In this guided meditation, our invited facilitator, Wystan, leads participants through meticulous body scanning techniques designed to cultivate an acute consciousness of the immediate present. Transitioning seamlessly from body scanning to methods of introspection, and further incorporating the nuanced technique of finger-following to “spread out the vision”, Wystan imparts a spectrum of methodologies that promise to augment the meditative practice of individuals across all levels of expertise.

For more content from Wystan Bryant-Scott, see his YouTube channel: https://www.youtube.com/@wystantbs488/videos

Absorption Into Platonic Objects  

This meditation explores the phenomenology of absorption into Platonic objects. We delve into what it feels like to imagine, embody, and generate the sense of knowing of classic geometric and mathematical constructs.

One of the main takeaways from this meditation is that we can attune to the difference between (1) how we render a particular instance of a Platonic object and (2) the sense of knowing and existence of that object that arises as we do so.

That is, (1) emphasizes the specific point of view from which a Platonic object (say, a cube) can be apprehended. Each point of view gives rise to, in a way, a completely different experience (cf. Borges’ Funes the Memorious). Namely, the experience of rendering such an object from that particular point of view, with all of the sensory and qualitative features that come along with it. In contrast (2) points to that which remains the same across all of these points of view. Namely, the ways in which holding these objects in one’s attention keeps aspects of our experience invariant (such as the intuitions and resonances that come with each particular Platonic object).

In addition, we also explore how the geometry of attention affects one’s valence and sense of ease, with the goal of naturalizing “Sacred Geometry” for the cultivation of Qualia Mastery.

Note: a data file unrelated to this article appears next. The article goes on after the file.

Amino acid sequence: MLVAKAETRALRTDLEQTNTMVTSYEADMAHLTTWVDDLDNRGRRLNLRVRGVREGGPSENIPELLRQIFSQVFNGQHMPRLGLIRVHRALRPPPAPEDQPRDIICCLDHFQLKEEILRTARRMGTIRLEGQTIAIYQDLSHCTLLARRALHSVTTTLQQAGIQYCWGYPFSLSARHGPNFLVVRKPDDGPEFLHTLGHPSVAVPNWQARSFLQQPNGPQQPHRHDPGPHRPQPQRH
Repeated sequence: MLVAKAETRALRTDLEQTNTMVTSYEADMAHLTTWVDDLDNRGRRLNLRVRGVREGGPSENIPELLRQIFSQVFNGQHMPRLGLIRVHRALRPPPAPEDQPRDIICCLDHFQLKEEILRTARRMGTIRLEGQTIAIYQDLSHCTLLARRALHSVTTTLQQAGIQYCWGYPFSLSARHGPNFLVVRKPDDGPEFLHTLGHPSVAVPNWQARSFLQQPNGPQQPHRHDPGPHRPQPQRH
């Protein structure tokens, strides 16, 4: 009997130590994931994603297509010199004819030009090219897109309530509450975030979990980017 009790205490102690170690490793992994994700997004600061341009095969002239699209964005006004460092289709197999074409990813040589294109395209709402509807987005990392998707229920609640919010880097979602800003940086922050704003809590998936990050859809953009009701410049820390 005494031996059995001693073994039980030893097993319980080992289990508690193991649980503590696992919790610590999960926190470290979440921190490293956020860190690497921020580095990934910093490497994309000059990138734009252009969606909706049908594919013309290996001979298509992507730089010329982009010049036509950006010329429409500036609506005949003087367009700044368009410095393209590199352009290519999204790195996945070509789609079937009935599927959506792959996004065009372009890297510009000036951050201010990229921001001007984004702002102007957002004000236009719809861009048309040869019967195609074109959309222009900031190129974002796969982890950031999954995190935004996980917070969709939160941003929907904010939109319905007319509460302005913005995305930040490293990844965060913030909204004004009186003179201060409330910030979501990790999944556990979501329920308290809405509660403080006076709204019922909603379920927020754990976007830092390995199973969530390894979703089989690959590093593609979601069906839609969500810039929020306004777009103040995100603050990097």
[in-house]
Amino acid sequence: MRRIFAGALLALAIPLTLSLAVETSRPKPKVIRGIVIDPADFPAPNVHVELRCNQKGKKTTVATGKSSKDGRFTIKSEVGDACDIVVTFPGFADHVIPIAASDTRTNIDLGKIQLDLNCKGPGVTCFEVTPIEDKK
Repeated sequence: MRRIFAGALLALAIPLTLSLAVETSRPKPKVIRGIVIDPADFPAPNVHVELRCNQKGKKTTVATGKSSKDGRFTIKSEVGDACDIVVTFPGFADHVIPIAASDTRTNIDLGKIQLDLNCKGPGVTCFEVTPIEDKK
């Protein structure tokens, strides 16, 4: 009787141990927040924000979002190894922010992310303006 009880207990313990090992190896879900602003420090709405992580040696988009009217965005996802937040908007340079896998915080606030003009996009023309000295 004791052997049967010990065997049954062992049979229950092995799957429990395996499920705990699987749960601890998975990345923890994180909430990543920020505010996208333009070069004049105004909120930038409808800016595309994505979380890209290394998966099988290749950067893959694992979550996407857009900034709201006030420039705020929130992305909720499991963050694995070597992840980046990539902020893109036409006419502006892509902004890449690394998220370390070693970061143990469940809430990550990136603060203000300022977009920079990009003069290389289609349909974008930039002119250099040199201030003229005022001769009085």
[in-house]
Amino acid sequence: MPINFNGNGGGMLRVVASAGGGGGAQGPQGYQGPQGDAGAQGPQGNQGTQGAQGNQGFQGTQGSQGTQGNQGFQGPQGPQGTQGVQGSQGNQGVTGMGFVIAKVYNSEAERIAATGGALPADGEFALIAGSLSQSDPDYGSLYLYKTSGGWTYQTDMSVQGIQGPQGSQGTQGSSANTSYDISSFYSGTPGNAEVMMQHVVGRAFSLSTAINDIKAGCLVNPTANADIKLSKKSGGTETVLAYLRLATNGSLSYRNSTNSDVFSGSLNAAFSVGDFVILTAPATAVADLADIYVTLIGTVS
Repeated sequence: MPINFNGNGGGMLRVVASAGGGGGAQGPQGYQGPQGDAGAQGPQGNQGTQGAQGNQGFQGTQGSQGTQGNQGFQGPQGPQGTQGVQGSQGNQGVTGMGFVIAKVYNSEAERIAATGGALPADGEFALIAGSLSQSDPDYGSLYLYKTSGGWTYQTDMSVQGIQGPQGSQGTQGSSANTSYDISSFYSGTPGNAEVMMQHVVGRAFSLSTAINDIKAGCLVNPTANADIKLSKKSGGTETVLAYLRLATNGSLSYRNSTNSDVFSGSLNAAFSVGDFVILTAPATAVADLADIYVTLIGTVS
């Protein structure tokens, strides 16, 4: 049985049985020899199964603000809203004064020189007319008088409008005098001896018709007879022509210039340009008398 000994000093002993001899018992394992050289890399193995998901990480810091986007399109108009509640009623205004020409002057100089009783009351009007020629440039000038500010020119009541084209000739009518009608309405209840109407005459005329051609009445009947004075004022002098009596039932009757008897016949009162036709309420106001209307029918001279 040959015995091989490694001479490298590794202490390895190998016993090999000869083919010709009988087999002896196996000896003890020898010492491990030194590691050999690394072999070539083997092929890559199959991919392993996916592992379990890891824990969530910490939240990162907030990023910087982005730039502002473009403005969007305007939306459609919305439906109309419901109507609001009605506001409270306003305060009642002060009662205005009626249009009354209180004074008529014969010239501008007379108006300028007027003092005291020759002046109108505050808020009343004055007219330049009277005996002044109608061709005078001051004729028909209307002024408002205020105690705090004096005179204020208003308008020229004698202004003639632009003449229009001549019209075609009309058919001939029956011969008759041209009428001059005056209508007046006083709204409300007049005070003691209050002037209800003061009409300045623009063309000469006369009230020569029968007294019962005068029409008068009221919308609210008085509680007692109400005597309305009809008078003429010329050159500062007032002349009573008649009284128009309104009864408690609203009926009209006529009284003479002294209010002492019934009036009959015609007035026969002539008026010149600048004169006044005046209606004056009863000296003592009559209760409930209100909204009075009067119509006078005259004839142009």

Relevant Links:

Self-Organizing Principles

There are many spiritual and yogic practices that utilize “elemental” objects of meditation. For example, the guided meditation by Michael Taft called “Five Elements Meditation” (link below) centers the mind around mental formations evocative of earth, water, fire, air, and space. 

Alas, it is natural to be skeptical of the value of these practices on the basis that science has shown that the universe is made up of particles, forces, and fields, and not the traditional elements of ancient ontologies.

Nevertheless, within the paradigm of Qualia Mastery in meditation, we affirm the significance of specific states of consciousness, irrespective of the techniques used to induce them. Adhering rigidly to a modern scientific worldview might, in fact, impede one’s engagement with such meditative practices. Engaging fully with a meditation that posits, for instance, fire as a fundamental entity, can often yield richer results when one genuinely subscribes to the idea. Continual internal rebuttals, such as “fire isn’t foundational; electrons are!” can inhibit deep immersion into these states.

So how can we rescue what is valuable from this style of meditation without having to buy into an implicit “elemental ontology”? Here is where the relevance of “self-organizing principles” comes into play. Namely, where we realize that the nervous system is capable of instantiating a cornucopia of diverse self-organizing principles that are used to render one’s inner world-simulation. Thus, when you imagine and embody “the element of fire” you are, in a way, instantiating a collection of self-organizing principles that roughly emulate the behavior of fire. 

Therefore, we can use a more generalized conception of “elemental meditation” as a window into these self-organizing principles. This is what this meditation does.